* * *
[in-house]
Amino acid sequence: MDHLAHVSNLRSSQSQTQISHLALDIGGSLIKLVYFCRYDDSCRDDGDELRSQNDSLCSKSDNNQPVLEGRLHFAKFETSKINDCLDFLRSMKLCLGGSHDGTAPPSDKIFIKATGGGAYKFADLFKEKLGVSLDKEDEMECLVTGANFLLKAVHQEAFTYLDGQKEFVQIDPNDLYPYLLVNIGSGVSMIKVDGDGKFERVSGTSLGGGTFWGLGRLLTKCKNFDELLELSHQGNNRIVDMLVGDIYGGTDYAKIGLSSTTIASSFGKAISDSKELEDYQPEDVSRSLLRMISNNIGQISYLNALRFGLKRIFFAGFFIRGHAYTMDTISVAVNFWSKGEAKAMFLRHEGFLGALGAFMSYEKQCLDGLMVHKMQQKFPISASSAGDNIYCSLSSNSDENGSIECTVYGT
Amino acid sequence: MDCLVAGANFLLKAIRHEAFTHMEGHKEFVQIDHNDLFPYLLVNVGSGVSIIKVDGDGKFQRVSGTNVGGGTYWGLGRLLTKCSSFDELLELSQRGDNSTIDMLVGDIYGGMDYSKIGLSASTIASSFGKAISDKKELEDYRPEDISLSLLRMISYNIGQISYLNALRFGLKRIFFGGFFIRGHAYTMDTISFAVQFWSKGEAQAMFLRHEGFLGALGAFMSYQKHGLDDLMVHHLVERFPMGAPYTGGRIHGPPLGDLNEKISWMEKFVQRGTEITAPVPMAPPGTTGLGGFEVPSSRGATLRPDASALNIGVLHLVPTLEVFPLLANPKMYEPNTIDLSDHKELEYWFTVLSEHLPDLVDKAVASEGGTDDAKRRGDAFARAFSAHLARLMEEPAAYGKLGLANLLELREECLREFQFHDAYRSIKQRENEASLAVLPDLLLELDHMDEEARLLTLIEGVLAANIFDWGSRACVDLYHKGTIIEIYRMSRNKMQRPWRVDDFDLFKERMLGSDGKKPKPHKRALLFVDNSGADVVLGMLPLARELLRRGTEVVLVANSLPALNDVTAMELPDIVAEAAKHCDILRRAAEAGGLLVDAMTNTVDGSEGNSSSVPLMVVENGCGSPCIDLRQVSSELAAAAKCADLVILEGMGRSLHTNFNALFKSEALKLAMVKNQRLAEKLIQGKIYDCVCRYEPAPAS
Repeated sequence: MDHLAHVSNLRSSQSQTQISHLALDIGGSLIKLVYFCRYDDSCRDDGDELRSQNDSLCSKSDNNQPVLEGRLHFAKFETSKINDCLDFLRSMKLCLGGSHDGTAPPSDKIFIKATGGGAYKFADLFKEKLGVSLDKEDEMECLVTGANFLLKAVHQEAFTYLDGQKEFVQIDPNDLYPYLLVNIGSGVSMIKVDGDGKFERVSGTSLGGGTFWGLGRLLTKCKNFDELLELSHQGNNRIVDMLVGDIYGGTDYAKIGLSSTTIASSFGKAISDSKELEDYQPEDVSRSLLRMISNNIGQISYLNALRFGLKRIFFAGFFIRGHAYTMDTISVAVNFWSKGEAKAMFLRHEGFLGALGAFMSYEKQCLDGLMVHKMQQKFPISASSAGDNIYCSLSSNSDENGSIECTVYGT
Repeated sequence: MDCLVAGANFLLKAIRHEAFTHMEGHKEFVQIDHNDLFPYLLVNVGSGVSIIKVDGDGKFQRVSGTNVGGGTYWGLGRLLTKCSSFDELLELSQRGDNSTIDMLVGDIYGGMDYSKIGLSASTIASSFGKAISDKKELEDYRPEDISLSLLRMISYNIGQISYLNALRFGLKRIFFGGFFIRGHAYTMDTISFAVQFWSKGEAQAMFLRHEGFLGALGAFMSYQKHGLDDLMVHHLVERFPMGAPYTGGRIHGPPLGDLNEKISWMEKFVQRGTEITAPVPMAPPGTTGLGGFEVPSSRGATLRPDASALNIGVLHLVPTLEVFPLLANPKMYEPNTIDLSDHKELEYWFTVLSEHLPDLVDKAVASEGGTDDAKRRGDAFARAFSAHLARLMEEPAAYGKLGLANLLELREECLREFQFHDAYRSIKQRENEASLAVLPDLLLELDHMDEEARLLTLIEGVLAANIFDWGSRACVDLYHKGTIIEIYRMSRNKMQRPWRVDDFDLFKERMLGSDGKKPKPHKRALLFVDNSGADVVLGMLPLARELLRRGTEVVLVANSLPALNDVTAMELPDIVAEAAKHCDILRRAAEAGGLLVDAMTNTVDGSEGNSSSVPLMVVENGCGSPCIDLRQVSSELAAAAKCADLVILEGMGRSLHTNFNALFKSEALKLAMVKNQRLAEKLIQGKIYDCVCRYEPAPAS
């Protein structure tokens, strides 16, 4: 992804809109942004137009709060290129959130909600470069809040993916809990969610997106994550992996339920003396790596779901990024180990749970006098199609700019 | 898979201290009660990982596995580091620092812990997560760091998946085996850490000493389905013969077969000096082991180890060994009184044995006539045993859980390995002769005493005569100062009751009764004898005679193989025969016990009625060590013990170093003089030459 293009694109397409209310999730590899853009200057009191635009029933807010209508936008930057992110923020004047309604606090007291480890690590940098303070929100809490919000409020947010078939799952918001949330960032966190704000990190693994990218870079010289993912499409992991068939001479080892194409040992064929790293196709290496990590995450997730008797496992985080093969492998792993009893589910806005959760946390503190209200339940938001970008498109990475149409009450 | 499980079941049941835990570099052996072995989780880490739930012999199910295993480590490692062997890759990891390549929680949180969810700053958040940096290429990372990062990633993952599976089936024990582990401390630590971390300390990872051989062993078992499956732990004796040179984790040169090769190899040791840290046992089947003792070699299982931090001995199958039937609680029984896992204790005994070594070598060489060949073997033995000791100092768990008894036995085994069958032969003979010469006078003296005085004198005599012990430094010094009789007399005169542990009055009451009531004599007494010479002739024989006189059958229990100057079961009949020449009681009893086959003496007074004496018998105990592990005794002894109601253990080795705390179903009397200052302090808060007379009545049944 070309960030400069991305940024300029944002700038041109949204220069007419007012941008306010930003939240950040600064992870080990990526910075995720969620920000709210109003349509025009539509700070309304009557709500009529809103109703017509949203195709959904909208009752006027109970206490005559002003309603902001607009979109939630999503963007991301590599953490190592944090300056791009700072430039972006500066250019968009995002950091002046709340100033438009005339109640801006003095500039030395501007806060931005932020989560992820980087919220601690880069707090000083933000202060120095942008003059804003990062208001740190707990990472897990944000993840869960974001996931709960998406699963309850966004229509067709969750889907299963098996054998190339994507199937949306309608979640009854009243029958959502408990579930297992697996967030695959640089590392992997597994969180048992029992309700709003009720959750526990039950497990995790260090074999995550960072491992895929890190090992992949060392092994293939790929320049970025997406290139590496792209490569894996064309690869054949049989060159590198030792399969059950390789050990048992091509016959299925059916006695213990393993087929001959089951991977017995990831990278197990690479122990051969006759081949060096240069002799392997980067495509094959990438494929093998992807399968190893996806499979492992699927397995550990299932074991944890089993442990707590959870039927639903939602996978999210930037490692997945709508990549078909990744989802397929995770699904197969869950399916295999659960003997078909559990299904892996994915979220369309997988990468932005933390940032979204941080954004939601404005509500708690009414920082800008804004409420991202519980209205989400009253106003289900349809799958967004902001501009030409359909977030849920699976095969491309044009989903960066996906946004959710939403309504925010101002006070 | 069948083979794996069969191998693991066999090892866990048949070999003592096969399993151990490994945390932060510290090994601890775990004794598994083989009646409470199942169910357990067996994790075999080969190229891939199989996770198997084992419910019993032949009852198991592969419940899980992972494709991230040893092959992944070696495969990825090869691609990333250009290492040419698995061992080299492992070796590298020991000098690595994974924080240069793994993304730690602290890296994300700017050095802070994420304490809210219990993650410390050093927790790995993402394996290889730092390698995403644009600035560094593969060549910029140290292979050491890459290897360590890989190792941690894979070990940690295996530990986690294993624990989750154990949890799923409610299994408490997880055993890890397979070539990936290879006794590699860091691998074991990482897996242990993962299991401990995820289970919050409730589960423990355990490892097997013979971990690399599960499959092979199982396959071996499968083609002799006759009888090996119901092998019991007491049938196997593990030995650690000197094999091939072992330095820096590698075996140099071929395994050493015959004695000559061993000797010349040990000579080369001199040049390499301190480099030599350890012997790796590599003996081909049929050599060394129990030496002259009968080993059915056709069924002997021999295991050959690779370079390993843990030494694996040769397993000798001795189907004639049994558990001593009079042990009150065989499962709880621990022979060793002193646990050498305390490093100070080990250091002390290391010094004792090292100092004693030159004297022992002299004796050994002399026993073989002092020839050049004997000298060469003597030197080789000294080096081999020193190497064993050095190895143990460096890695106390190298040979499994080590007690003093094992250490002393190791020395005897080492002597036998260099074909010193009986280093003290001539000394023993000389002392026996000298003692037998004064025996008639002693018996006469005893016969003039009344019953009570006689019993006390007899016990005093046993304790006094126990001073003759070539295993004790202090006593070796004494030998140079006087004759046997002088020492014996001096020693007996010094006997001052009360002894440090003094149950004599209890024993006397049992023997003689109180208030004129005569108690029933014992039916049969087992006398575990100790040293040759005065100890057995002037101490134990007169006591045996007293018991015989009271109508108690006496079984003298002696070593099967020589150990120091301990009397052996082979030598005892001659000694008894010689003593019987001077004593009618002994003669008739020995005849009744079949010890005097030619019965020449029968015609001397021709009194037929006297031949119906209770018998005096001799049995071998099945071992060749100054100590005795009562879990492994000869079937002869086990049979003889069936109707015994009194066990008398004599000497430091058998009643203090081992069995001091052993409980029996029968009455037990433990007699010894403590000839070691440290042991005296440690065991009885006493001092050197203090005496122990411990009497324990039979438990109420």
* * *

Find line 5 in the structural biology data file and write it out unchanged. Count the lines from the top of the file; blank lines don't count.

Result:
Repeated sequence: MDCLVAGANFLLKAIRHEAFTHMEGHKEFVQIDHNDLFPYLLVNVGSGVSIIKVDGDGKFQRVSGTNVGGGTYWGLGRLLTKCSSFDELLELSQRGDNSTIDMLVGDIYGGMDYSKIGLSASTIASSFGKAISDKKELEDYRPEDISLSLLRMISYNIGQISYLNALRFGLKRIFFGGFFIRGHAYTMDTISFAVQFWSKGEAQAMFLRHEGFLGALGAFMSYQKHGLDDLMVHHLVERFPMGAPYTGGRIHGPPLGDLNEKISWMEKFVQRGTEITAPVPMAPPGTTGLGGFEVPSSRGATLRPDASALNIGVLHLVPTLEVFPLLANPKMYEPNTIDLSDHKELEYWFTVLSEHLPDLVDKAVASEGGTDDAKRRGDAFARAFSAHLARLMEEPAAYGKLGLANLLELREECLREFQFHDAYRSIKQRENEASLAVLPDLLLELDHMDEEARLLTLIEGVLAANIFDWGSRACVDLYHKGTIIEIYRMSRNKMQRPWRVDDFDLFKERMLGSDGKKPKPHKRALLFVDNSGADVVLGMLPLARELLRRGTEVVLVANSLPALNDVTAMELPDIVAEAAKHCDILRRAAEAGGLLVDAMTNTVDGSEGNSSSVPLMVVENGCGSPCIDLRQVSSELAAAAKCADLVILEGMGRSLHTNFNALFKSEALKLAMVKNQRLAEKLIQGKIYDCVCRYEPAPAS